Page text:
The Department of Veterans Affairs is expanding benefits to help pay for veterans' end-of-life expenses, the department announced Friday.
The expanded benefits include reimbursements for transporting remains to state and tribal veterans cemeteries, in addition to previously eligible national cemeteries; allowances for VA plots or interments for tribal organizations; and higher payments for non-service-connected burial benefits, according to a news release Friday.
"Last fiscal year, VA delivered more than 84,000 burial benefits to families of veterans," Joshua Jacobs, the VA's under secretary for benefits, said in the news release. "Expanding burial benefits means we are able to ensure veterans are honored in their final resting place, and assist their family, caregivers, and survivors during the difficult time of their loved one's passing."
The expanded benefits comes after the department earlier this year made a push to encourage more veterans to use the burial benefits.
Fewer than half of veterans who qualified for a burial allowance or headstone last year used the benefit, while just 20% of eligible veterans were buried in a cemetery managed or supported by the VA, a benefit that comes at no cost to the veteran's family, department officials said in January.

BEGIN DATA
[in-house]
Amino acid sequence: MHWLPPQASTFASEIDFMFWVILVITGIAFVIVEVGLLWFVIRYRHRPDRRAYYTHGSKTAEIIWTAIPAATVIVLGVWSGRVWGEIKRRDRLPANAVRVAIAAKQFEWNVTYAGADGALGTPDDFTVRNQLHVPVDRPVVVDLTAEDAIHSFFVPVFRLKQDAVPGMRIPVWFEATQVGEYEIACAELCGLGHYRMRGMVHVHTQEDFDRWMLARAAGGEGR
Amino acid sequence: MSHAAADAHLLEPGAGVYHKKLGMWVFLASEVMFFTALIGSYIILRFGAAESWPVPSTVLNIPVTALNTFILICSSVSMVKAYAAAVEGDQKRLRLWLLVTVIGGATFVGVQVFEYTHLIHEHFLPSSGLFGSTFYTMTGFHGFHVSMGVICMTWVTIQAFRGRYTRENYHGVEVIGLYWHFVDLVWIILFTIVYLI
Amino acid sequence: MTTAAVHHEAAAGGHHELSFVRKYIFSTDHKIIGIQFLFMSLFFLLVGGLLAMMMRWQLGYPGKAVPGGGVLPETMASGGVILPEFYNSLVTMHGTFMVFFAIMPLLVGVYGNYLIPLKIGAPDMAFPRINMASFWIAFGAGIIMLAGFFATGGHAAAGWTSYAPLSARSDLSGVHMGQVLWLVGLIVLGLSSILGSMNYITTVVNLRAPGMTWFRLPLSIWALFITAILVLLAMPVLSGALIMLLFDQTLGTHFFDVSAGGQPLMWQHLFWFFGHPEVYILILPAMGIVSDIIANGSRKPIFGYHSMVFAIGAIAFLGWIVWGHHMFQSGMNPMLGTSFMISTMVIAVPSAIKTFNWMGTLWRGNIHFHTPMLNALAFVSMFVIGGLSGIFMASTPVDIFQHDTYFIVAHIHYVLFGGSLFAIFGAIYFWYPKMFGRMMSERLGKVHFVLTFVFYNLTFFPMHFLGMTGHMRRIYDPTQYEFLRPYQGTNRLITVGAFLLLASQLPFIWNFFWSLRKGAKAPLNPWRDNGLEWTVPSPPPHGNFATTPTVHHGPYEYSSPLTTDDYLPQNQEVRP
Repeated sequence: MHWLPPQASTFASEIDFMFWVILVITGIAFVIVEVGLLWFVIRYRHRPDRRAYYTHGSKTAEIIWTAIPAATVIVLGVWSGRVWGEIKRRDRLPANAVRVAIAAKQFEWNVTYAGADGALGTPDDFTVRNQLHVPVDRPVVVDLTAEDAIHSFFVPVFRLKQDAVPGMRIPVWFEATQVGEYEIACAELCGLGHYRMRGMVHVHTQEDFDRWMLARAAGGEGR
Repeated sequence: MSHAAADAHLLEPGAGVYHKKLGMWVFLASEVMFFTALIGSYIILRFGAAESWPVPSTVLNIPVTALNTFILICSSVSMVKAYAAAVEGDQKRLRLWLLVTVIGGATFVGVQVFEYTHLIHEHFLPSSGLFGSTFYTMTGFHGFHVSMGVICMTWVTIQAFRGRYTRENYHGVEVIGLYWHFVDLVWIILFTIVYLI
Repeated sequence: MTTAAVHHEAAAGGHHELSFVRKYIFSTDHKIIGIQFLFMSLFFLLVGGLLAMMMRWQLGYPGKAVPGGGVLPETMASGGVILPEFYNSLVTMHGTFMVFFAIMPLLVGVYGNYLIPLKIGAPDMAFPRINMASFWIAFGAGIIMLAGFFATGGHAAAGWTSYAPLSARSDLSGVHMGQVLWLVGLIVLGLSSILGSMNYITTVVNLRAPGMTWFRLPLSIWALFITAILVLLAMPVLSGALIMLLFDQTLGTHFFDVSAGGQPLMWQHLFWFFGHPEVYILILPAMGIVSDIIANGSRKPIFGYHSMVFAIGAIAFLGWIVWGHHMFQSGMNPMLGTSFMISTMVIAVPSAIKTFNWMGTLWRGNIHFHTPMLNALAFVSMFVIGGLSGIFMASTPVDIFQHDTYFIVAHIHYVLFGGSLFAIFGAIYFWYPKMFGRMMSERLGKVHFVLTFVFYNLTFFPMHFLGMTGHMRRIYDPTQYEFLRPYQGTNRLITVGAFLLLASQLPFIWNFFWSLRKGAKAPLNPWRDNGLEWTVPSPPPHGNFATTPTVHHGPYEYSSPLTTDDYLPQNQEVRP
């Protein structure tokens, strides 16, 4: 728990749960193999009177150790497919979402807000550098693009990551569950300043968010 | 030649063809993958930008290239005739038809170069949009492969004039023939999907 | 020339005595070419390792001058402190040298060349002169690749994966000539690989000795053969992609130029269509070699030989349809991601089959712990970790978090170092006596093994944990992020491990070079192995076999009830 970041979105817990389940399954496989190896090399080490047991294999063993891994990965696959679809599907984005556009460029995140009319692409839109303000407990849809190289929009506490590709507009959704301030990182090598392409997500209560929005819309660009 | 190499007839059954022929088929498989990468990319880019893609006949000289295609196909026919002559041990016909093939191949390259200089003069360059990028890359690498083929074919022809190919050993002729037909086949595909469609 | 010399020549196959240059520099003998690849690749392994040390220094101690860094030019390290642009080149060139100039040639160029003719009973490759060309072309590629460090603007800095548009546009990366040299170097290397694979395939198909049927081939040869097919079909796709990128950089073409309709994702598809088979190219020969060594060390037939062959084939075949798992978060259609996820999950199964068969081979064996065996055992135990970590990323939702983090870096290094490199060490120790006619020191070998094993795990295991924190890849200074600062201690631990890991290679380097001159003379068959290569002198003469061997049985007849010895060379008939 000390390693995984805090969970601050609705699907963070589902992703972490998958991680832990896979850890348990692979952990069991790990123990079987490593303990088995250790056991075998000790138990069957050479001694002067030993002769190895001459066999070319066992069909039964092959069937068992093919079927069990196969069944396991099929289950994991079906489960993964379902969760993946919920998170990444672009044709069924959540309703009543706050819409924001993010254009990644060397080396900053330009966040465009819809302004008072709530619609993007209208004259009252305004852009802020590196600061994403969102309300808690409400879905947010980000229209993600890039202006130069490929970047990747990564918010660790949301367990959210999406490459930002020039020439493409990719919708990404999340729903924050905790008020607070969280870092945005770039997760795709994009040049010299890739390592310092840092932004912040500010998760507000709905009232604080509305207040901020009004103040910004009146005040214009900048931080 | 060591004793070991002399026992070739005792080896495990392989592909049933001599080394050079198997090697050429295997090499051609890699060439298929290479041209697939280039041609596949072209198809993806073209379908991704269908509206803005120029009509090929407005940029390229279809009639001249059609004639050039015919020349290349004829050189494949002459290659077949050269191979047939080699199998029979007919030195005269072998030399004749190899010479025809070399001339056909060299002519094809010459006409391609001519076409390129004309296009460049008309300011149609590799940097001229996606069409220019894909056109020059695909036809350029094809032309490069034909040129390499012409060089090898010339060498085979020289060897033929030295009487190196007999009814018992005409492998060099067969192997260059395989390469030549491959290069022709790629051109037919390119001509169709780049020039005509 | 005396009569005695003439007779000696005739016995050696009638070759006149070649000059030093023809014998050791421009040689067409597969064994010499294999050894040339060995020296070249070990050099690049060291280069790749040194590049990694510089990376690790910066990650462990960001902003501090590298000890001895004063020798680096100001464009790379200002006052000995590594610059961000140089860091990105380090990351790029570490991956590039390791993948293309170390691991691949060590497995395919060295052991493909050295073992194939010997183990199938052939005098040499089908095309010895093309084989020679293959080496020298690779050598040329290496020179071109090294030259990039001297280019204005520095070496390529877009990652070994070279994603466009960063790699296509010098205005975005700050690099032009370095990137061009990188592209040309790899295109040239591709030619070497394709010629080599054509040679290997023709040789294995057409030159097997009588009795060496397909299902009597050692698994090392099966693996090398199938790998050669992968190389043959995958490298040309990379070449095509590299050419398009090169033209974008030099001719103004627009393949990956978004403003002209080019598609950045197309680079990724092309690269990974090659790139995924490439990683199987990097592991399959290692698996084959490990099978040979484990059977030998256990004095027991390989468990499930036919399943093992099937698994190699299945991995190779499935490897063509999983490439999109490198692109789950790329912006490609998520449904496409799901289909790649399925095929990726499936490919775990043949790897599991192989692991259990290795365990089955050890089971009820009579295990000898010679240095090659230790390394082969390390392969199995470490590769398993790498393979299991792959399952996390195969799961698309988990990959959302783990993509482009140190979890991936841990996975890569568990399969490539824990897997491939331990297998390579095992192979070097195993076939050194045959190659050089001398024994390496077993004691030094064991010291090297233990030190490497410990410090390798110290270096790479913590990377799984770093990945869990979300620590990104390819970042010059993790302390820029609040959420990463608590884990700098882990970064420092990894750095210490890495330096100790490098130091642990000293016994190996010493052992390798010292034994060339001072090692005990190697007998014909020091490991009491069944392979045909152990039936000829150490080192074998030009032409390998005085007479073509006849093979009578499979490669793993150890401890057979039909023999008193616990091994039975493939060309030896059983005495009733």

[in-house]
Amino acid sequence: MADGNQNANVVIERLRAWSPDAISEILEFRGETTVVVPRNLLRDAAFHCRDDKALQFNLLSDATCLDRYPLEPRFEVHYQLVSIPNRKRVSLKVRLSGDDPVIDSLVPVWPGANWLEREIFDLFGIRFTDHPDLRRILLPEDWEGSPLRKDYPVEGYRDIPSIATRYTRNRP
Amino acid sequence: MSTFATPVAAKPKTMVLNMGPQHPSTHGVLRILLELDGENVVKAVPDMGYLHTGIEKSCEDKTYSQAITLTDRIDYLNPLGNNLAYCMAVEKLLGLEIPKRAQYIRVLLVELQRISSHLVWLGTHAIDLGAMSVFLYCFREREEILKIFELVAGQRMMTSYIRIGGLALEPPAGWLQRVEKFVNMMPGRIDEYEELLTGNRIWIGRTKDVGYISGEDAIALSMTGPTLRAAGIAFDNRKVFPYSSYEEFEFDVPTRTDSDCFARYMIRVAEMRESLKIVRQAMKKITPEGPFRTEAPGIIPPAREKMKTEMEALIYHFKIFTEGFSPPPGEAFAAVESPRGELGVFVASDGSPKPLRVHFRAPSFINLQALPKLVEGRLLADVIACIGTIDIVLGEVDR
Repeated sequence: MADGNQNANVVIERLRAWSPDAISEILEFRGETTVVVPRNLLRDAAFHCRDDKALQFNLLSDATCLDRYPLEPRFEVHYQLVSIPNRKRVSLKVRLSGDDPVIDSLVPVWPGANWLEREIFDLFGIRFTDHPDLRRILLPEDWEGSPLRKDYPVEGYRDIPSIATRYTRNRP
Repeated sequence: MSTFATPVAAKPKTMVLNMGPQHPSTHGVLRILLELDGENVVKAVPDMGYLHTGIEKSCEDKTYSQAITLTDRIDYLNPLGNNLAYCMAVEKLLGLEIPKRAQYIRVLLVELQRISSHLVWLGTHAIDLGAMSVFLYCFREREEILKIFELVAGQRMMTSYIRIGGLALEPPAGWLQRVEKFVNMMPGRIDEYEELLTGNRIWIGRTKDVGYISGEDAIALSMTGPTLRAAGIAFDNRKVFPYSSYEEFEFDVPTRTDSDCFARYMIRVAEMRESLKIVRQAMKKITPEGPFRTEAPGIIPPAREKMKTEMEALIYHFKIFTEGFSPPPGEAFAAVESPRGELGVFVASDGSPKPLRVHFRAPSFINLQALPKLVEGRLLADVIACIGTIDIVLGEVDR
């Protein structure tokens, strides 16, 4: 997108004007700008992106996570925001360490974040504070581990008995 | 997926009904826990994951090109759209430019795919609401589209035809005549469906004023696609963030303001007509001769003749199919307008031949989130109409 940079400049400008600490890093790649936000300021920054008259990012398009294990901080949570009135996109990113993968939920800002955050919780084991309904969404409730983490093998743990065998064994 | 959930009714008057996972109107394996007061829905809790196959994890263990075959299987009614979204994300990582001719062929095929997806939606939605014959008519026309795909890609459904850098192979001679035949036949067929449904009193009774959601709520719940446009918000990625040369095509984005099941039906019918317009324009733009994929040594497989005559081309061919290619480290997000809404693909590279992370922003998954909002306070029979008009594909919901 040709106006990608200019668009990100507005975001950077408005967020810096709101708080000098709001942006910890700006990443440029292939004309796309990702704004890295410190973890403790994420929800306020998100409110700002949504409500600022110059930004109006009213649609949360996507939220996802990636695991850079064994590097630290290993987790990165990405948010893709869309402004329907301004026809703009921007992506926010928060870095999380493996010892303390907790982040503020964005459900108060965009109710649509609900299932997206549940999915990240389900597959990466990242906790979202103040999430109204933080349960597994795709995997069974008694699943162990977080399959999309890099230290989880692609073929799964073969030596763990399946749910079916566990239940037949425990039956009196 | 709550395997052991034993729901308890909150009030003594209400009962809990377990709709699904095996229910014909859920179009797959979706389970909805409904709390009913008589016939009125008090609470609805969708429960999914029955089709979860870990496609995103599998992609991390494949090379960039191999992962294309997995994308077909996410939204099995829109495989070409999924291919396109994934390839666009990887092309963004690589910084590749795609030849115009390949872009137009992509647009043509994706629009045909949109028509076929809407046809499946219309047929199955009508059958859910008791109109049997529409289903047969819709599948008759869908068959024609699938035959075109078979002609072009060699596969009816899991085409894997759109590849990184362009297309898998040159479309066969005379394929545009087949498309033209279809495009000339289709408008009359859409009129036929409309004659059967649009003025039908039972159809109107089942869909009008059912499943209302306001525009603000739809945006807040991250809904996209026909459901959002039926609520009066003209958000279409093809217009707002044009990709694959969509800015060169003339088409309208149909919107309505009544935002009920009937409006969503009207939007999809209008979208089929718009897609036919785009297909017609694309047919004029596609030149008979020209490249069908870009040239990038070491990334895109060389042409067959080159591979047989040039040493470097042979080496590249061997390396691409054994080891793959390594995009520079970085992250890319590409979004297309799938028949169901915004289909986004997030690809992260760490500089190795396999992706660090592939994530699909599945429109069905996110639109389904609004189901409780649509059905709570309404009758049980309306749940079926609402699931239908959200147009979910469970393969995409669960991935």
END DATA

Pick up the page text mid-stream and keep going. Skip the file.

The VA manages 155 cemeteries nationwide and funds an additional 121 state, territorial and tribal veterans cemeteries.
The department will pay a veteran's surviving spouse, child, parent or executor for expenses related to burying the veteran if they have not been reimbursed by any other organizations. The veteran must have been discharged under something other than dishonorable conditions.
If a veteran's remains are unclaimed, the department also provides benefits to the funeral home or third party who handled burial arrangements.
Depending on when the death happened, service-related deaths can get up to $2,000 in expenses covered, while non-service-related deaths have been able to get up to $893 for a burial allowance and $893 for a plot.
The average cost of a funeral was nearly $8,000 in 2021, according to the National Funeral Directors Association.
The expenses that the VA will cover can include a veteran's gravesite, burial, funeral and transportation of remains to the final resting place, and benefits are available for all legal burial types, including cremation, burial at sea and donation of remains to a medical school.
There is no time limit to apply for benefits for a service-connected burial, plot or interment allowance, or transportation costs, but claims for non-service-connected benefits must be filed within two years of the veteran's burial or cremation.
-- Rebecca Kheel can be reached at firstname.lastname@example.org. Follow her on X @reporterkheel.